When Israelis ask me how someone like Donald Trump could be so popular among Americans, I tell them he really isn't very popular. Support from one-third to one-half of Republican primary voters (depending on the state) is not the same as support from Americans in general, most of whom do not like the guy. The latest evidence on that score comes from ABC News/Washington Post poll numbers released today, which indicate that, based on survey results during election years, Trump is the most unpopular presidential candidate in the poll's 32-year history, unless you include former Ku Klux Klan leader (and current Trump supporter) David Duke, who got just 119,000 votes in the 1992 Republican primaries.
According to the survey, 67 percent of Americans have an unfavorable view of Trump, just two points shy of Duke's record 69 percent in 1992. The corresponding number for Ted Cruz was 53 percent—still nothing to brag about but only slightly worse than Hillary Clinton's 52 percent in a survey conducted last month. Given the margin of error, Cruz and Hillary are equally unpopular, and both are doing substantially better than Trump. John Kasich seems to be getting on fewer people's nerves: 39 percent took a negative view of him, the same as the proportion with a positive view.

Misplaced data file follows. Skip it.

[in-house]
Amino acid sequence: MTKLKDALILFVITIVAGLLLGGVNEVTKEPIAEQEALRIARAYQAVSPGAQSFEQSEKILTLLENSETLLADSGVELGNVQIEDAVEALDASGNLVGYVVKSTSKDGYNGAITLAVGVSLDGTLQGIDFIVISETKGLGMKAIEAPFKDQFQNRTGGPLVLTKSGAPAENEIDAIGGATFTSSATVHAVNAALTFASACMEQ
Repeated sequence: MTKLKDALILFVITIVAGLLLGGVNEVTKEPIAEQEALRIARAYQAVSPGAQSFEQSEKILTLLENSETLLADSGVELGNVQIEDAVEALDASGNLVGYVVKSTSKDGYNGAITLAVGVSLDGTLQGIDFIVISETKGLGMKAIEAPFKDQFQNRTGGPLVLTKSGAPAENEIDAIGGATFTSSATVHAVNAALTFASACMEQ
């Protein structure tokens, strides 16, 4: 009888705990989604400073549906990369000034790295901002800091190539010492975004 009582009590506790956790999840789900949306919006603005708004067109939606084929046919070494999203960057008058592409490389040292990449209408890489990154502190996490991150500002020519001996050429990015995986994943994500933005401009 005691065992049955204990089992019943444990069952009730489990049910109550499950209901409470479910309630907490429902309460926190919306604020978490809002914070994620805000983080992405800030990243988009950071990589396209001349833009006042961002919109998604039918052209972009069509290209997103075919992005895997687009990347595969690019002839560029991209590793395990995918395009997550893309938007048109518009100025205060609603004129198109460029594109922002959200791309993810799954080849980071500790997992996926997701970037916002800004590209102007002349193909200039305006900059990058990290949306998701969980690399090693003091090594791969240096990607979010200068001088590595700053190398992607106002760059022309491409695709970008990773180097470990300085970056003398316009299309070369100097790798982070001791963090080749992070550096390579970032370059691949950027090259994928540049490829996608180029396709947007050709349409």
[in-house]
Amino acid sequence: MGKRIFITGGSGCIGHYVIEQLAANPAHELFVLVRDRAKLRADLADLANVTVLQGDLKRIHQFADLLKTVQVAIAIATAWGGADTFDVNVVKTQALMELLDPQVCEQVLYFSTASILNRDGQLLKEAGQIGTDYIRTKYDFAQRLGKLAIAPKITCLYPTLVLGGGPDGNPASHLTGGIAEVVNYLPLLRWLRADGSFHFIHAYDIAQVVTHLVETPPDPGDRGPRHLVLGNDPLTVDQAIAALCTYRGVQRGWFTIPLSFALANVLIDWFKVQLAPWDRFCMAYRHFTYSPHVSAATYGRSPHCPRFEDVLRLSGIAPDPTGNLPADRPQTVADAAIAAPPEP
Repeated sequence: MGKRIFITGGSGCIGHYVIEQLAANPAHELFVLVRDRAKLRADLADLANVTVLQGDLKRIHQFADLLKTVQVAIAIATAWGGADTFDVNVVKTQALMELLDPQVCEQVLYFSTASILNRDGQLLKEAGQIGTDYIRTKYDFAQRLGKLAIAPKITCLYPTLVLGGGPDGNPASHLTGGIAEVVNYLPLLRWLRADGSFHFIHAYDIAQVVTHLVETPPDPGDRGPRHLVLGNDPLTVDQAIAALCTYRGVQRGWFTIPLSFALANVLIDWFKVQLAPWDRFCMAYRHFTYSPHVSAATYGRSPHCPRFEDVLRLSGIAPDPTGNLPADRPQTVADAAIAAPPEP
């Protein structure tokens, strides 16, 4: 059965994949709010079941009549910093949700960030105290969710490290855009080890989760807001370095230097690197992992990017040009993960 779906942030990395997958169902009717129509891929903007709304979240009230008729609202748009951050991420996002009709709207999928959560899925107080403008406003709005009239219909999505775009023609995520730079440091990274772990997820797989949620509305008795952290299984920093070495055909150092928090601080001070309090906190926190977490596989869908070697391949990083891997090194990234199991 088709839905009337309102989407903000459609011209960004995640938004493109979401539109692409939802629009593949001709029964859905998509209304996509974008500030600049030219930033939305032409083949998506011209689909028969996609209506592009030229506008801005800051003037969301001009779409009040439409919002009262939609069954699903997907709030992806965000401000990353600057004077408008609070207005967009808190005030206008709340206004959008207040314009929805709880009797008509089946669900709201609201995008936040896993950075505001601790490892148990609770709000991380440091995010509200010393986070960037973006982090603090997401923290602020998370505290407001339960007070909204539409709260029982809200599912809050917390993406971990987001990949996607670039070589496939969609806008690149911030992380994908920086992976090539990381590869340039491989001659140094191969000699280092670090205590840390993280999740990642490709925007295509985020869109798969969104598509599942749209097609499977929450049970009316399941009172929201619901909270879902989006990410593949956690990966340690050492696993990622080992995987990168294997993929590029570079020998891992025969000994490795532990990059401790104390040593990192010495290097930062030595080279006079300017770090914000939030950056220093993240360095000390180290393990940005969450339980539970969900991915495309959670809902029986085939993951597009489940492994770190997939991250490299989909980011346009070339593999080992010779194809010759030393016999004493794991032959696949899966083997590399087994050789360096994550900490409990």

Favorable ratings for Cruz and Trump were lower than Kasich's—36 percent and 31 percent, respectively, compared to Clinton's March rating of 46 percent. As you might expect for two people who have been in the public eye for decades, almost everyone has made up his mind about Trump and Clinton. In both cases, just 2 percent of respondents had no opinion about the candidate, compared to 11 percent for Cruz and 22 percent for Kasich.
Clinton was disliked by 54 percent of Americans back in April 2008, making her the seventh most unpopular presidential candidate in the poll's history, after Duke, Trump, Pat Buchanan (60 percent in 2000), Ross Perot (58 percent in 1996), Jeb Bush (58 percent this year), and Newt Gingrich (56 percent in 2012). That puts Cruz in eighth place, followed by Mitt Romney (52 percent in 2012).
As I said, these rankings are based on poll results during an election year. Trump is actually doing better than he was a year ago, when 71 percent of respondents disliked him.